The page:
LGRD Minister Syed Ashraful Islam's claim last Monday, that the government knows nothing about the arrest of Nur Hossain, the prime accused in the Naryanganj seven murder case, in Kolkata, India, should not come as a surprise, rather this may be treated as a whimsical remark that some of our politicians indulge in. He said whatever the government knew about this case was through the media. Ashraf, general secretary of Awami League, might have forgotten what the state minister for home affairs had said a day before, regarding the arrest of Nur Hossain.
On Sunday, State Minister for Home Affairs Asaduzzaman Khan Kamal told reporters that an Indian magistrate had informed the home ministry about the arrest of Nur Hossain and his accomplices. An Indian anti-terrorism squad, led by ACP Animesh Sarkar, had arrested Nur and two accomplices, Shamim and Asif, from a multi-storied building near Dumdum Airport around 11.50 pm on Saturday. Nur Hossain was also put on remand on Sunday by Kolkata police. Newspapers in Bangladesh have run reports giving much importance on the development. Amid such a situation the LGRD minister's claim is rather interesting and it has raised questions about whether the home ministry is a part of the government or not.
A few days ago, the public has had the pleasure of listening to other such whimsical remarks from BNP leaders and later by the prime minister herself. In countering Prime Minister Sheikh Hasina's attack on BNP's founder late Ziaur Rahman accusing him of having link to the assassination of Bangabandhu, the BNP leaders alleged that Hasina might have known about the killing of Zia. They made a surprising insinuation regarding Hasina's return to Bangladesh weeks before the assassination of Ziaur Rahman on May 30, 1981. BNP senior vice-chairman Tarique Rahman went a step further by saying that Hasina should be remanded for unearthing the mystery behind Zia's murder. The PM later countered the BNP leaders by saying that Khaleda and Tarique should be remanded for this. The trading of such outrageous accusations have left the public amused and dumbfounded.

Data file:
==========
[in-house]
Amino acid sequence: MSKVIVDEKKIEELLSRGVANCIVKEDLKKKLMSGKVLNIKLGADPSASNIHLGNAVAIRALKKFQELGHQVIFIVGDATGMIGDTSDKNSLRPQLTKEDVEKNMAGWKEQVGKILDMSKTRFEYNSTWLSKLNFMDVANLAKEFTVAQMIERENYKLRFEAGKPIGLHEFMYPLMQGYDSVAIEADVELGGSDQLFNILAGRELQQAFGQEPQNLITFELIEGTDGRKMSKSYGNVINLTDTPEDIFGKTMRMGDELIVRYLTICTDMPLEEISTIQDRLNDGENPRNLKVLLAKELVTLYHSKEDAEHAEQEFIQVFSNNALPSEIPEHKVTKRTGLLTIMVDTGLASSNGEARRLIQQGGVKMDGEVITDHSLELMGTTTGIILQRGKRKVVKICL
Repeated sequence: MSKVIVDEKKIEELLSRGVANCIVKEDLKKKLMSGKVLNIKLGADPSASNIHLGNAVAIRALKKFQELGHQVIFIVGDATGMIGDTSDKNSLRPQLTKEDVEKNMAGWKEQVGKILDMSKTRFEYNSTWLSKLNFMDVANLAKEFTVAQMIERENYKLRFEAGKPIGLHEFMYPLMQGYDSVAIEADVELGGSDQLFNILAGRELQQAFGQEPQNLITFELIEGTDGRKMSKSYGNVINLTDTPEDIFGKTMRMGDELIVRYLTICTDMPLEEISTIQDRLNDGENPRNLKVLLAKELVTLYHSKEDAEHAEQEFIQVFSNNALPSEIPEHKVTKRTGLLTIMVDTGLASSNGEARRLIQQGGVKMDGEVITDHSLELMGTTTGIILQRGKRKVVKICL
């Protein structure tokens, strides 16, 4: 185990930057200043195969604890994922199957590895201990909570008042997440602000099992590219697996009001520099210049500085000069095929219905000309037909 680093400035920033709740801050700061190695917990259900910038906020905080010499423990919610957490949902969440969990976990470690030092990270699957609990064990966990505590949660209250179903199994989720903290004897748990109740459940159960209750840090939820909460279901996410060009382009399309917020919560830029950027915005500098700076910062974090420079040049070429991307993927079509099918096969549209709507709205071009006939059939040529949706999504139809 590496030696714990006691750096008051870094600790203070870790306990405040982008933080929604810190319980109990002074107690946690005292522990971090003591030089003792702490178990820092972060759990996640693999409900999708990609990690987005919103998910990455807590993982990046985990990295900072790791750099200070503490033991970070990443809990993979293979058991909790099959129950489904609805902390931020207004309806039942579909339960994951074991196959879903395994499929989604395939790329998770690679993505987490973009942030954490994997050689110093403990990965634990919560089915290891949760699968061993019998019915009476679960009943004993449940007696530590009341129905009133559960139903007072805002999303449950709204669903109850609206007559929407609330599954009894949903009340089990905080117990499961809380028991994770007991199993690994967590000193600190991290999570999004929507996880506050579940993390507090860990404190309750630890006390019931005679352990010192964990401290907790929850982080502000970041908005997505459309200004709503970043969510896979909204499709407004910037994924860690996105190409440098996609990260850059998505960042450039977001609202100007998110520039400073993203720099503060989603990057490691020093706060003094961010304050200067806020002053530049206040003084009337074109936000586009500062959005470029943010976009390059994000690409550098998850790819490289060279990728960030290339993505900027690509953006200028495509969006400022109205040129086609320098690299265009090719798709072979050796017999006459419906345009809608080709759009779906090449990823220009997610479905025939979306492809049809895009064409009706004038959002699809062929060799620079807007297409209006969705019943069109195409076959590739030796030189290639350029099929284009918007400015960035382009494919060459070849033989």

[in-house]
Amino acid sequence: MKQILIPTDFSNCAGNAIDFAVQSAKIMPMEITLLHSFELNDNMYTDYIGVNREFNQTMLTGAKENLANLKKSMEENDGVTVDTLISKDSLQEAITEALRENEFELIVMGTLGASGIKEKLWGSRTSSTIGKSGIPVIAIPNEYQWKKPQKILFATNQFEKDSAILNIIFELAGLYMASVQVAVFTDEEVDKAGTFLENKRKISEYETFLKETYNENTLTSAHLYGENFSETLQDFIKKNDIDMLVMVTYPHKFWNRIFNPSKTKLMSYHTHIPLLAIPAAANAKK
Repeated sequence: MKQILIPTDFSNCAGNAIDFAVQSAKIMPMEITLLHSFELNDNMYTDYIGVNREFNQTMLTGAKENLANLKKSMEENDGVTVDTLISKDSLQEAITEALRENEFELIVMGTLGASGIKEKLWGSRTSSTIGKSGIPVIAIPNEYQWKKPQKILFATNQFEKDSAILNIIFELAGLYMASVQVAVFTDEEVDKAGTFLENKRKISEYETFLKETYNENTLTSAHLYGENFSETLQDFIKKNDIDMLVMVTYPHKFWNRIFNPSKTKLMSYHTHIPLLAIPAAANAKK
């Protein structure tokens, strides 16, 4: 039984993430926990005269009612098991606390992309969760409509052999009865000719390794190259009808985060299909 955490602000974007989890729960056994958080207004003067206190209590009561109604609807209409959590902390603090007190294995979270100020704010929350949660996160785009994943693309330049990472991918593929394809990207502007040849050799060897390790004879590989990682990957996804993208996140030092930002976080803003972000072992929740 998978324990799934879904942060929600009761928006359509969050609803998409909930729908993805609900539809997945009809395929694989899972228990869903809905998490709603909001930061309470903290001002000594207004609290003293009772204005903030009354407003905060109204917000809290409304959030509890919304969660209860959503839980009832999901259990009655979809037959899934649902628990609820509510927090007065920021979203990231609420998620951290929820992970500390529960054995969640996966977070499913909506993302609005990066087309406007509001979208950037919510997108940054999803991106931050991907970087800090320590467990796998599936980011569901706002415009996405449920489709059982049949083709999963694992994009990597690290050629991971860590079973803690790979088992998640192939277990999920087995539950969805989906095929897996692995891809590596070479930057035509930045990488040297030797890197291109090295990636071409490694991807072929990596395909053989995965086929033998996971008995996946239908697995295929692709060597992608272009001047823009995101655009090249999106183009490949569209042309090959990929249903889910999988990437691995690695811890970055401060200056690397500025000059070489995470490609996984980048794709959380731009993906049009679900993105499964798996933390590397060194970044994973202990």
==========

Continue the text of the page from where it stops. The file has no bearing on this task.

Former military dictator HM Ershad must have enjoyed this bout of mudslinging. Everybody knows Ershad was the biggest beneficiary of the assassination of then President Zia. BNP chief Khaleda Zia has recently also accused Ershad of the assassination of Zia and Major General Manzur. But curiously, Ershad was not named as the alleged killer of Zia in the war of words waged by the AL and BNP leaders. Again Ershad has been the biggest beneficiary of the prevailing situation.
The current situation has only exposed the State's failure to establish the rule of law in the country. Negligence of proper enforcement of laws brings social disorder and anarchy and the latest incidents in Narayanganj and murder of upazila chairman in Feni have once again proved this beyond any doubt. It has also exposed the AL-led government's inability to uphold the rule of law.
In both cases in Narayanganj and Feni, the administration has also failed to act on its legal mandate to enforce the law to maintain social order. Their failure has give rise of the criminals who belong to the ruling AL and have carried out the barbaric killings. The administration has failed to perform due to over politicisation and the excessive influence on it by partisan politics. The dark side of excessive politicization has also given the top administrative officials a free rein with their affairs. The relation between the government and the officials has become give and take. They have been serving the government to achieve its partisan interests and in return the officials have been trying to take personal benefits. The present situation is therefore, very complicated. With an absence of the rule of law, security experts are doubtful about the government being able to improve its image and prove its credibility.
One of the fundamental responsibilities of the State is to ensure security to its citizens' life and property. The onus of discharging the State's responsibility lies on the government that governs the country. And the government is also legally bound to ensure security to people's life and property. In so doing what is required is to strictly enforce the laws of the land. When the rule of law is established, security to people's life and property is ensured and social order is maintained. Legal experts, therefore, often term law as the glue that holds the fabric of society together and protects us from the risks of social disorder and anarchy.
So, now there is only one way to save the day - let the law, not whims and vengeful politics, govern the country.
The writer is Senior Reporter, The Daily Star.